Gl.Skagenaalborg
Denmark’s most northerly destinations – Aalborg and Skagen
I was woken early by bright morning light, signalling the beginning of my spring holiday at the very top of Denmark aptly named, ‘the Land of Light’. The sunlight seemed to gain extra brightness as here it bounces off the Baltic and Northern seas
The vibrant city of Aalborg in North Jutland is less than 2 hours flying time from Gatwick.
My wander through the city’s cobbled lanes revealed a fifteenth century monastery, cathedral, castle and a fine collection of Viking monuments.
In contrast the modern lively new waterfront is home of the spectacular new Utzon Centre, an iconic building designed by the world-famous architect, Jorn Utzon – designer of the Sydney Opera House. It is in typical of his raw style and use of natural colours. Not to everyone’s taste but well worth viewing.
The Danes take the use of their local food very seriously. I tucked into the typical Danish delicious Smorrebrod, open-handed sandwiches of local herring and snow crab,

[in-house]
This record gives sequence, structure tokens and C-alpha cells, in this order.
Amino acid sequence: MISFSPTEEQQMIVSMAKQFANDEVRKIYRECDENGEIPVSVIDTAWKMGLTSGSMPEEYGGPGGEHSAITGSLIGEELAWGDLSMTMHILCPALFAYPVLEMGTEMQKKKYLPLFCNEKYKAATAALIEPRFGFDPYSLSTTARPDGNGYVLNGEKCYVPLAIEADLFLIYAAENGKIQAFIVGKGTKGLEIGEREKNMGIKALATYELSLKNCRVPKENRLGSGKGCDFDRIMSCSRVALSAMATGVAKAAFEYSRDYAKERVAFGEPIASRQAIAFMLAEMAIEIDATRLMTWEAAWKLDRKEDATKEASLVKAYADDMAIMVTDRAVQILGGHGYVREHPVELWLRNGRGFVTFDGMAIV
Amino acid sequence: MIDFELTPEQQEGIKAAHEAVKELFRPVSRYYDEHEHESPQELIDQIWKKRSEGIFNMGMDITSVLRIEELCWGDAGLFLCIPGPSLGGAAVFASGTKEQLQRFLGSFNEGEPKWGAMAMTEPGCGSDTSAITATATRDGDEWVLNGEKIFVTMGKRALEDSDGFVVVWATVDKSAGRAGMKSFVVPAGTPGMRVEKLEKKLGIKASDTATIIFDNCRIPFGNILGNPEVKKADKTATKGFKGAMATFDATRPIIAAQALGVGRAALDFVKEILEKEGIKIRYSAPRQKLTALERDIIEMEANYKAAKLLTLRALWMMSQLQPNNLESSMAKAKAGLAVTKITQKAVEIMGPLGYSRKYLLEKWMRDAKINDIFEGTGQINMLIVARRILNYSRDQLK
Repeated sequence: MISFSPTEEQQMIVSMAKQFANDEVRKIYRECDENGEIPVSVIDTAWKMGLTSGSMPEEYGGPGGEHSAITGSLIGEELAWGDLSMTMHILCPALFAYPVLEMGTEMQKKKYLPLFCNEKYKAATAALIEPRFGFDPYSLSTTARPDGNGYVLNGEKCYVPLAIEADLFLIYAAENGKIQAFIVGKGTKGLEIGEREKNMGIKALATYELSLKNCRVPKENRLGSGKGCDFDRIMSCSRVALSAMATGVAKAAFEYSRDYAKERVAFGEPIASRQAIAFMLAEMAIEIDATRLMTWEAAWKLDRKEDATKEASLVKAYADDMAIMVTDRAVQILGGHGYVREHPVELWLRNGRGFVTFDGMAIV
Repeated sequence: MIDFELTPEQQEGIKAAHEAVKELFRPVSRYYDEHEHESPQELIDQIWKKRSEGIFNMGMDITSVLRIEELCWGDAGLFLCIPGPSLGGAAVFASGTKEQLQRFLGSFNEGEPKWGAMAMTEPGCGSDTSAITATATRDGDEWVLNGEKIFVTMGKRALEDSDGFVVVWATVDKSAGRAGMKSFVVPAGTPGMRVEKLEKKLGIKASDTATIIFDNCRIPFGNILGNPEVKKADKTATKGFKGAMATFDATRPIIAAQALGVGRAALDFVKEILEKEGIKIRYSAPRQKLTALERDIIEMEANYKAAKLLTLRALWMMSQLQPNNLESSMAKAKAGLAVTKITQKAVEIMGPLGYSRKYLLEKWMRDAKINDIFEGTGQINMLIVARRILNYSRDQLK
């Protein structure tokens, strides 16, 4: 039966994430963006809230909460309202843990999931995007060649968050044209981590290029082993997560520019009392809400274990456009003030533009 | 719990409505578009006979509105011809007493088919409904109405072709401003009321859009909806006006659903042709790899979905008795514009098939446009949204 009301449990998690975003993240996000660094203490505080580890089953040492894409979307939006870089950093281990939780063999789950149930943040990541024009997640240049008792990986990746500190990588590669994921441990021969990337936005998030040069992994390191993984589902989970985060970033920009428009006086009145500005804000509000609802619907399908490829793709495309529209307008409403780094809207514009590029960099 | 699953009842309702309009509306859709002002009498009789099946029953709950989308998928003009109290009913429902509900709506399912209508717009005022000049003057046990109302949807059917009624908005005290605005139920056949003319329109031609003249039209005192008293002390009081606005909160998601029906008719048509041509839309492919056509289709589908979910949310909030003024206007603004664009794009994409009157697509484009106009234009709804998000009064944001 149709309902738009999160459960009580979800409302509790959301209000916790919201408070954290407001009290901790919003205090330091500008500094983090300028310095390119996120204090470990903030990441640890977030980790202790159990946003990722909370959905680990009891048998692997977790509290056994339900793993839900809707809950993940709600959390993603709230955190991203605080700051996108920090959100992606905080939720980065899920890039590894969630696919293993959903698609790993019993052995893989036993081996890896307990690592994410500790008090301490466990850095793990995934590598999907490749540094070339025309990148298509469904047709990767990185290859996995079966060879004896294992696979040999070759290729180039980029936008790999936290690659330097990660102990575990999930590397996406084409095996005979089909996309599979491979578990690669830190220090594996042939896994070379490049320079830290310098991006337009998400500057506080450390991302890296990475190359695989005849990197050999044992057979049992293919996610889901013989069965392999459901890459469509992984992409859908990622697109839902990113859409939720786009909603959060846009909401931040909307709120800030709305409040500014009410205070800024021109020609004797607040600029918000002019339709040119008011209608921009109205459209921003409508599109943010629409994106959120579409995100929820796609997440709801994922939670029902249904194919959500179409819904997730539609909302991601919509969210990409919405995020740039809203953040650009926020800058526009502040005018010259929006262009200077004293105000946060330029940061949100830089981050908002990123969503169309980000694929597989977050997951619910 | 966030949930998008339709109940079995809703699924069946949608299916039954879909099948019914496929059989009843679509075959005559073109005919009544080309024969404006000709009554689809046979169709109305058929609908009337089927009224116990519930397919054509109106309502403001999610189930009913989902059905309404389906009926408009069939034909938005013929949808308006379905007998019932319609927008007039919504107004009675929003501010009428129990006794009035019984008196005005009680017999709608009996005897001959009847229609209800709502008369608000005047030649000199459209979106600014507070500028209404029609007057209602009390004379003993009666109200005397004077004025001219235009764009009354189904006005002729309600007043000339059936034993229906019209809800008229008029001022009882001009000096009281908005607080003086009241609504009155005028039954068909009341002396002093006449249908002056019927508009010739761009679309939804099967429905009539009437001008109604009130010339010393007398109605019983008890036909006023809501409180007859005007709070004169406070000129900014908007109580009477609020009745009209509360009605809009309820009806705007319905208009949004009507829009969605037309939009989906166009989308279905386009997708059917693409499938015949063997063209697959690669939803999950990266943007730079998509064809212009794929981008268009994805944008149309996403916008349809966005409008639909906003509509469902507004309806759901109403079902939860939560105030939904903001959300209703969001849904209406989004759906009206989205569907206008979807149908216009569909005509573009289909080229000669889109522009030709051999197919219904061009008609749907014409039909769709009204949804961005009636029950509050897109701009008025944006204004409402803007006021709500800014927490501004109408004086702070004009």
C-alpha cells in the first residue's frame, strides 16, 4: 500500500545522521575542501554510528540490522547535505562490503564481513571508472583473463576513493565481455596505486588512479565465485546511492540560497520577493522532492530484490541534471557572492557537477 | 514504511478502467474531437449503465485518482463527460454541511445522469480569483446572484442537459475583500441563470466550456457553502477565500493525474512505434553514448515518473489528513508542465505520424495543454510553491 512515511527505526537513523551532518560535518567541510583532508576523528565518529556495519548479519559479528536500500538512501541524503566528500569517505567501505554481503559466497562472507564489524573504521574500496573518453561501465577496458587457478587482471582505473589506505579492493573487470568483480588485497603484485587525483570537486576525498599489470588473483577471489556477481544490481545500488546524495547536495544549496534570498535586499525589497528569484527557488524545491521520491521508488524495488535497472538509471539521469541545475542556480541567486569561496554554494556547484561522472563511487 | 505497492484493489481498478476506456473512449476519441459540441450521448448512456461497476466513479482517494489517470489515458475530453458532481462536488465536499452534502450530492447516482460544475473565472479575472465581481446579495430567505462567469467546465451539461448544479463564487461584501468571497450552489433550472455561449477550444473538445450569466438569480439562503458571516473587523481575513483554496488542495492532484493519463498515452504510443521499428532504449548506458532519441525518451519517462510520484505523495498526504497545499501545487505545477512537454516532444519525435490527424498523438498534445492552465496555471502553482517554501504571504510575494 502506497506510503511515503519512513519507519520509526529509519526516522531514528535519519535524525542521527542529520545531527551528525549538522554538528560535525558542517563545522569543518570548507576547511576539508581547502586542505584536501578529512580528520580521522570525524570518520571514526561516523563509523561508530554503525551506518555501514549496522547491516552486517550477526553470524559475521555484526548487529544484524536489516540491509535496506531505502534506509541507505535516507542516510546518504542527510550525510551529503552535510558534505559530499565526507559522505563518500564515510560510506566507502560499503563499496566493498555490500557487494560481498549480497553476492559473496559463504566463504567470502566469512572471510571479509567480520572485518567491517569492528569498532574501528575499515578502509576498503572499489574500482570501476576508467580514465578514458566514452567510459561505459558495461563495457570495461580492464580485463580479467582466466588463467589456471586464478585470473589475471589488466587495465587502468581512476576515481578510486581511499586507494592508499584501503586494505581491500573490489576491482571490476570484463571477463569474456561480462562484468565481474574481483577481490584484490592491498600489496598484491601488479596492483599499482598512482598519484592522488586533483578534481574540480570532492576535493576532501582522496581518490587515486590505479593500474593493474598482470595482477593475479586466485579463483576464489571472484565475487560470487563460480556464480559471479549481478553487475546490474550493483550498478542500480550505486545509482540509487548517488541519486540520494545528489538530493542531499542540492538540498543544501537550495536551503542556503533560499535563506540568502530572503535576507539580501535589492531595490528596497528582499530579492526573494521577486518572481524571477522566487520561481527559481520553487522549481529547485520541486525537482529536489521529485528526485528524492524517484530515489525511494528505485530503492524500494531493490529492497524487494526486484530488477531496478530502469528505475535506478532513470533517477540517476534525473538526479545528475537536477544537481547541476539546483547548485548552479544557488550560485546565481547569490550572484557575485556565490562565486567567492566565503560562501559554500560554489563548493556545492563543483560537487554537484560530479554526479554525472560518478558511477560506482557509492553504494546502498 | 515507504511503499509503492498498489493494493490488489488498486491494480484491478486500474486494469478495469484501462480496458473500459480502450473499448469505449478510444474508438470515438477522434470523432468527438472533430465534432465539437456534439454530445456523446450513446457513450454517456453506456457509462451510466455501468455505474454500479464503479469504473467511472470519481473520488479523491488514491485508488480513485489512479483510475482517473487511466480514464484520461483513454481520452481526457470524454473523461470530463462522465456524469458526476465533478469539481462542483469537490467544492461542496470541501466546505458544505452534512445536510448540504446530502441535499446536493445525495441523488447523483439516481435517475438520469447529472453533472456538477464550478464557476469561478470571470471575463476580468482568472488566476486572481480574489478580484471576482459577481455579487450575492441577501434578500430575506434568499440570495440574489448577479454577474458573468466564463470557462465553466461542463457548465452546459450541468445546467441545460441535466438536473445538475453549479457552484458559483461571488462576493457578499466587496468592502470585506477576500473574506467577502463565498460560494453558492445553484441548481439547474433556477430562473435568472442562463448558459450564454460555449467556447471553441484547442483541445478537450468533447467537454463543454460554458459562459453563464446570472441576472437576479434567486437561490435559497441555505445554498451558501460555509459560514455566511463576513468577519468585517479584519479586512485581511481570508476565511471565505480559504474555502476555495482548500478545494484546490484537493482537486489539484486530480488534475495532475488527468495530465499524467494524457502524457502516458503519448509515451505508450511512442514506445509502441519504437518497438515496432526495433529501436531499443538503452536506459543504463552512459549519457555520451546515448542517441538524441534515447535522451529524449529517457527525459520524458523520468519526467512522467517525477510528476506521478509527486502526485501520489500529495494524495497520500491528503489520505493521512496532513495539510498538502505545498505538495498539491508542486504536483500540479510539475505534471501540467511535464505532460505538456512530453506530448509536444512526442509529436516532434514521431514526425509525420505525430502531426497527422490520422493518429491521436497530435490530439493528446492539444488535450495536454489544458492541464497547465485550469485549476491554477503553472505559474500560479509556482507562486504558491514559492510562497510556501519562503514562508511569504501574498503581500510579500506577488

They take their drink seriously too. Famous for its aquavit and beer the city has a fun ‘Beer Walk’. Joined by many Norwegians I was given a specially designed beer glass and walked between city centre pubs tasting the local specialities.
Leaving the city lights I had an easy drive north to the contrasting destination of Skagen to find the wildness I was looking for.
Nearby at Grenan, the most northerly tip of Demark, the Baltic and Northern (Kattegat and Skagerrak) seas meet. It is fascinating to see changing mood of the restless seas as waves collide.
In June and July it is a trendy holiday spot frequented by young Danish royals. In the spring, bird watching, walking and cycling are all the possible activities on offer and if you are really brave winter swimming.
Rita, a resident, told me she swims daily in the North Sea along with many fellow enthusiasts, some well into their 80s. She organises an International Winter Bathing Festival there every January – anyone interested? How cold must that sea be?!
The migrating sand dunes hold their own secrets as the shifting sands have buried whole villages over the years and left a lone church tower stranded on the landscape. It really is an extraordinary place.

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